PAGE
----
Ché Nunnely has the physical presence to compete at the highest level as well as a first touch and ball control that will certainly make it difficult for Eredivisie defenders to tackle him. If he keeps improving this season and gets some solid minutes for Jong Ajax, I can see Nunnely becoming a key member of the squad by the time the 2018/19 season rolls around.
- Sebastian Pasquali
It says a lot about a player that he can be so highly thought of at a club without even playing a match for the youth teams. Sebastian Pasquali, a 17-year-old Australian attacking midfielder, made the move to Ajax from Melbourne Victory in the January 2017 transfer window, but he wasn’t allowed to play for the club throughout the rest of the season. “We don’t have clearance from the FIFA yet,” an Ajax spokesperson told the Herald Sun. “The procedure is still pending.” Nevertheless, Pasquali is a truly gifted talent.
Ajax took a punt on Sebastian Pasquali in the fall of 2016 despite the player only having played 2 A-League matches. What really captured the attention of audiences worldwide was his performance off the bench against Juventus in a friendly with Melbourne Victory last July, where he dominated the match and eventually scored in the penalty shootout. Pasquali’s flashy dribbling certainly wowed the announcers, but there’s a lot more to the Aussie’s game than that.
Sebastian Pasquali is one of those players that you watch and you just know he’s in control of the match. I’d liken him to a much more advanced Sergio Busquets because of how well he works in tight spaces; he’s constantly turning his head to analyze the situation, whether that be to avoid defenders or pick out open teammates. Pasquali’s passing ability allows him to unlock defensive lines, and he can do it so often because he puts himself in the positions to receive passes with time on the ball. At only 16-years-old, you could tell he was the main pivot, the creative composer of Melbourne’s attacking moves.
Pasquali isn’t just a creator. He’s not tall and is actually quite skinny, but the midfielder can stay composed and hold defenders off just long enough to get a pass away. Pasquali’s confidence is also beneficial without the ball as he is often seen tackling the ball away from opponents that don’t see him coming. He is certainly well-rounded enough for the Ajax system, especially at his age.
The player many Australians are claiming as their new hope, Sebastian Pasquali should excite every supporter of Ajax. He is not only a talented individual but also a great team player in a short-passing system. Sebastian’s confidence will surely make him a threat in the press as well. Pasquali may not have played a game for Ajax yet, but he’s poised to make an earth-shattering impact once he lands on the TV screens of fans across Holland.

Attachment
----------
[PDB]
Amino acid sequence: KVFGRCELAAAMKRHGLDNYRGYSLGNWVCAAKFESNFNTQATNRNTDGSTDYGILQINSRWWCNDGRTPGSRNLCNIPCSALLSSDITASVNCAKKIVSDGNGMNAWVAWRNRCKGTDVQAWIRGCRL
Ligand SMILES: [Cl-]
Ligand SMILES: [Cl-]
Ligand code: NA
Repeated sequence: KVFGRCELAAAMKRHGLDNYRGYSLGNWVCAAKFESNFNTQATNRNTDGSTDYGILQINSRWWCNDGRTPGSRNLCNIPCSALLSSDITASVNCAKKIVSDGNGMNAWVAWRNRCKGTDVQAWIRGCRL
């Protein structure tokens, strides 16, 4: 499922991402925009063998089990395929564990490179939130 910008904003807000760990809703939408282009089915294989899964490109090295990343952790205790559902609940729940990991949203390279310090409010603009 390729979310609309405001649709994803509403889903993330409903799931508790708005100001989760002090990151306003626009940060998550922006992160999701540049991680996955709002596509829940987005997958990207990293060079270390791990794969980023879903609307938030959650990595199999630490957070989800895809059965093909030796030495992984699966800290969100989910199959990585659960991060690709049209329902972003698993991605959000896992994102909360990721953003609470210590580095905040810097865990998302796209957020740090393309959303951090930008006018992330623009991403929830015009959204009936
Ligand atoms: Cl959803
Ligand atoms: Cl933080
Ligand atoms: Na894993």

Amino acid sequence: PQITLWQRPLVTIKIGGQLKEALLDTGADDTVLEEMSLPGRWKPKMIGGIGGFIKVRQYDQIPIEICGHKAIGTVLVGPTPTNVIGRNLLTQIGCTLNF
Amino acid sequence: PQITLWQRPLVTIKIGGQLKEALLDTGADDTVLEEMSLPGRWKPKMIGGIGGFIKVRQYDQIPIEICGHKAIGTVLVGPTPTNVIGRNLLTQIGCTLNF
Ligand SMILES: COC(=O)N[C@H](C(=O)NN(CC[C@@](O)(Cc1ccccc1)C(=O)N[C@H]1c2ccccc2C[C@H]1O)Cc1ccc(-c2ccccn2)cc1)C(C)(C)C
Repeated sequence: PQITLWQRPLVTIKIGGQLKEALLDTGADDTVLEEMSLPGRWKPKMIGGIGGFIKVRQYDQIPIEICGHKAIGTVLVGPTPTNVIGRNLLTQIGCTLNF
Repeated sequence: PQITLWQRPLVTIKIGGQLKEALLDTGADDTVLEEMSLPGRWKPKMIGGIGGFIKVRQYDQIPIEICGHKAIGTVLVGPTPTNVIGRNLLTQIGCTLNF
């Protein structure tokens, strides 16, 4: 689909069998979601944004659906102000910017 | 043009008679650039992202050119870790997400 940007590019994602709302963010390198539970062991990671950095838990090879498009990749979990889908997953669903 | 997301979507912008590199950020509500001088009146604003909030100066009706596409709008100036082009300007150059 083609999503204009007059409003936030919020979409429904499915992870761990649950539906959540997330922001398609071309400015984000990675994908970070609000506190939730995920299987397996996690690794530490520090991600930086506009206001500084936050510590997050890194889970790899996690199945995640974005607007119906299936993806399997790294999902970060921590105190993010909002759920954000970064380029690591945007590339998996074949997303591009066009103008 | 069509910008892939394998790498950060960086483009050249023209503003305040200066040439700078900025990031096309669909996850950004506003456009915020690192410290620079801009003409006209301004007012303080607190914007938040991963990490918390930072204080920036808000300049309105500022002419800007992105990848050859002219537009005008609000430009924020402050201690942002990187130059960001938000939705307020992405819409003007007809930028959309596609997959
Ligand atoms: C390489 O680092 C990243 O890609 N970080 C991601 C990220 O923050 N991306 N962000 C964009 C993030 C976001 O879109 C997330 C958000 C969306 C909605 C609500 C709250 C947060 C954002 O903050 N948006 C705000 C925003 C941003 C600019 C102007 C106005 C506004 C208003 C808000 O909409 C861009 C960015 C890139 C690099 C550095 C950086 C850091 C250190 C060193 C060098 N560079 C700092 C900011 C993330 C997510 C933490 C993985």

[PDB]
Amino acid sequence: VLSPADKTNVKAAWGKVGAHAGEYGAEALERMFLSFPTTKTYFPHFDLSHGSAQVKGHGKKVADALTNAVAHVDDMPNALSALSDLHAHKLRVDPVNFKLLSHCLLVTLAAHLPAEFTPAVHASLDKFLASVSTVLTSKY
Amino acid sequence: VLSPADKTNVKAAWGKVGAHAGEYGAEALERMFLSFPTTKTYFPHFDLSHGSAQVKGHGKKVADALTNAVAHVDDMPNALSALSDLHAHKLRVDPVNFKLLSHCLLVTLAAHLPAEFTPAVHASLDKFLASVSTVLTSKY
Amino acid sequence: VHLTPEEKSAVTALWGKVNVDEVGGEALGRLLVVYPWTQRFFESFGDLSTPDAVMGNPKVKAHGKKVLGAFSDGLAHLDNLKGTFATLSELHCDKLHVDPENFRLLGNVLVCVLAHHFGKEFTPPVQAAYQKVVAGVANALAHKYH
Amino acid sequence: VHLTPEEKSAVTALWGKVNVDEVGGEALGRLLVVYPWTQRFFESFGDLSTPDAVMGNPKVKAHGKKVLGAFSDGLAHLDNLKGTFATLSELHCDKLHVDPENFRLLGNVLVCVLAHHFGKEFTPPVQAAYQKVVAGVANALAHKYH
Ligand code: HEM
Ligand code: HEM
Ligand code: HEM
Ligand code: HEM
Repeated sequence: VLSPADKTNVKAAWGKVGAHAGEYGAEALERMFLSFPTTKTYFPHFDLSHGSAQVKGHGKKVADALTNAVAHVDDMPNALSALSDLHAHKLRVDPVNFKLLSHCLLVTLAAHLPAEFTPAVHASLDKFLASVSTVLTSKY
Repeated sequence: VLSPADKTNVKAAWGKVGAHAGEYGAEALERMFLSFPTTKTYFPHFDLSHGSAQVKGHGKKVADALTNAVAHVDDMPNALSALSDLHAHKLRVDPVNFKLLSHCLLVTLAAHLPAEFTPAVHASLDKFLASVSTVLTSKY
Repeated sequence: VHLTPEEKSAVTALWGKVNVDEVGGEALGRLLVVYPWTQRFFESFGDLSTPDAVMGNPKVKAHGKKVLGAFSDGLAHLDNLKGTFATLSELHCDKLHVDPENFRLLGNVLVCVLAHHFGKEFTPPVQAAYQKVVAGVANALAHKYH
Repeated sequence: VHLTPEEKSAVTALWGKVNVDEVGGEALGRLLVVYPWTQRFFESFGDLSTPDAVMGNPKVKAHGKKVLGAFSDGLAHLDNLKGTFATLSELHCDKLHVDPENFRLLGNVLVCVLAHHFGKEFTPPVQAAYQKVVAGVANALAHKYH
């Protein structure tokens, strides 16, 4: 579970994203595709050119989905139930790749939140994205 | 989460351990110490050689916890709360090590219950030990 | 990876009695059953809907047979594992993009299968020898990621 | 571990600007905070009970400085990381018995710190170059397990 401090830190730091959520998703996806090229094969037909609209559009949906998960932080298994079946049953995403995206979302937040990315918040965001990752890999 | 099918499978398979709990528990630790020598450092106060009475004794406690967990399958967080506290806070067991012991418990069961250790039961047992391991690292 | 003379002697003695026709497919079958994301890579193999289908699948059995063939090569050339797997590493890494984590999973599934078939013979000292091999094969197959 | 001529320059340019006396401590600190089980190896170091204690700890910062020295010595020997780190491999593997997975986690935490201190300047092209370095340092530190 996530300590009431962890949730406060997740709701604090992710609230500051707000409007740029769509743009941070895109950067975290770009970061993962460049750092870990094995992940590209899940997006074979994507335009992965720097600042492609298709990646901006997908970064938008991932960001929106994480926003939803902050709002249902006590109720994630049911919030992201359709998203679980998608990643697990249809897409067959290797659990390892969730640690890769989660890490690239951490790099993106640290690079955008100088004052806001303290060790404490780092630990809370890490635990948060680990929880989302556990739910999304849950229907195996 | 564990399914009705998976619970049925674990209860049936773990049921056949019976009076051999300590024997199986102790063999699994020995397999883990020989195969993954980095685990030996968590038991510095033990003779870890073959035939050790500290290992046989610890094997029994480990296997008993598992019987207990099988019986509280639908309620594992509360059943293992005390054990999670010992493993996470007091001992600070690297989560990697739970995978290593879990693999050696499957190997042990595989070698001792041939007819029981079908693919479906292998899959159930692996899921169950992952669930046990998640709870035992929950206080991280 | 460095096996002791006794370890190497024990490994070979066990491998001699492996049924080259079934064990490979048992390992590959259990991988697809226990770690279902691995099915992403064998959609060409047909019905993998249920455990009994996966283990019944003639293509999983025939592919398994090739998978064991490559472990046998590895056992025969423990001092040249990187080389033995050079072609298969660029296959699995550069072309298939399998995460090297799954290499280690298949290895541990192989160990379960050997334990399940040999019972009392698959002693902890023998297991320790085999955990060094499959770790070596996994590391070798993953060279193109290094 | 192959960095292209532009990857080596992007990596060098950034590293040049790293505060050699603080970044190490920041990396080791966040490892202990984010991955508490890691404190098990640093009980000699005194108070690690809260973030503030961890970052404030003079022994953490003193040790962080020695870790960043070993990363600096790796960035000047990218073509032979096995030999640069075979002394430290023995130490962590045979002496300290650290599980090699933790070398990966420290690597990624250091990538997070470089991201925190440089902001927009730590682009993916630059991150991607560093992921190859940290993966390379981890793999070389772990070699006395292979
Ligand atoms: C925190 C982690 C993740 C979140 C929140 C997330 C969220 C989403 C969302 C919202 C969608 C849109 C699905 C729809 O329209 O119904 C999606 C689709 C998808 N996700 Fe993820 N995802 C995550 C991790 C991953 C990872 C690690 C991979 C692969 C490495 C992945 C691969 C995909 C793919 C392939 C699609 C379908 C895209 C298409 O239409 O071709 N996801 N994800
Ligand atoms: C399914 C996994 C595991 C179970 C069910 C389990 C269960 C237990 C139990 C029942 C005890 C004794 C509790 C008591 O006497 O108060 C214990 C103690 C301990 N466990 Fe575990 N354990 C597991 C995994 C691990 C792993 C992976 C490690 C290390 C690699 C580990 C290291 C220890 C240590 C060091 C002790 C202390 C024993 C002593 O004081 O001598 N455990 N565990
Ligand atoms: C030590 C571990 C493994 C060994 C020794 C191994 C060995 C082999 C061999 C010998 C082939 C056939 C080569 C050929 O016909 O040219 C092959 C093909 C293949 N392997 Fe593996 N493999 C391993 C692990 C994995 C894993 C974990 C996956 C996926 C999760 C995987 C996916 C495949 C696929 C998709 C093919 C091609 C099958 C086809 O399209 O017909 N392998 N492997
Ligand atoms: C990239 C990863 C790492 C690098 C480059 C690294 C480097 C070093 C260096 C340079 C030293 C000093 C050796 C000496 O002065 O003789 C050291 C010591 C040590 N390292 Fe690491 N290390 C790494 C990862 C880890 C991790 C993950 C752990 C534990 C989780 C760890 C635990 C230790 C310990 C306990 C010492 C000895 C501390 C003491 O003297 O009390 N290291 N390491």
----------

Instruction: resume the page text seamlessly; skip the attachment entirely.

- Carel Eiting
One of Jong Ajax’s key players last season, 19-year-old defensive midfielder Carel Eiting makes the cut at #4. A playmaker who prefers to sit deep, Eiting has the versatility to play in a more forward midfield role or even at centre-half. Wherever he plays, the Dutch youth international provides a presence like no other. Eiting is one of the most technically sound players I’ve seen at such an age who somewhat reminds me of Xabi Alonso for the way in which he bosses the play in front of the defensive line.
Eiting’s passing and ball control are both spectacular. He is also strong and agile, which allows him to maneuver through tight spaces when being pressed tight. Carel’s cross-pitch vision and composure sees him calmly pick out teammates from far distances, while his short passing is also quite good. Eiting is also a reputable defender, as his tackles and positioning are pretty good for a playmaker-type midfielder. Finally, Carel Eiting’s overall awareness makes him one of the smartest players on the pitch at any given time.
This season is an interesting one for Eiting. We’ve seen Donny van de Beek and Frenkie de Jong stake their claim as first team players, but the road seems to be winding a bit more for Carel. Many fans would like to see veteran Lasse Schøne phased out of the deep-lying playmaker role in favor of either van de Beek or de Jong. If that’s the case, Eiting may find himself as a rotational player in the midfield.
- Justin Kluivert
Less than one year ago, Justin Kluivert made his Jong Ajax debut. In January he made his Ajax first team debut. In a similar light to his father, Patrick, Kluivert sent the fans of the club into a joyous frenzy after only a few appearances. The winger, who can play on either the right or left, is one of the more remarkable stories of the 2016/17 campaign. Ajax was struggling at the halfway point; Bertrand Traoré’s inconsistency, Amin Younes’ lack of a finishing product, and the sale of Anwar El Ghazi meant the flanks were a barren wasteland. When Kluivert emerged as a first team option at only 17 (now 18), everyone was understandably relieved.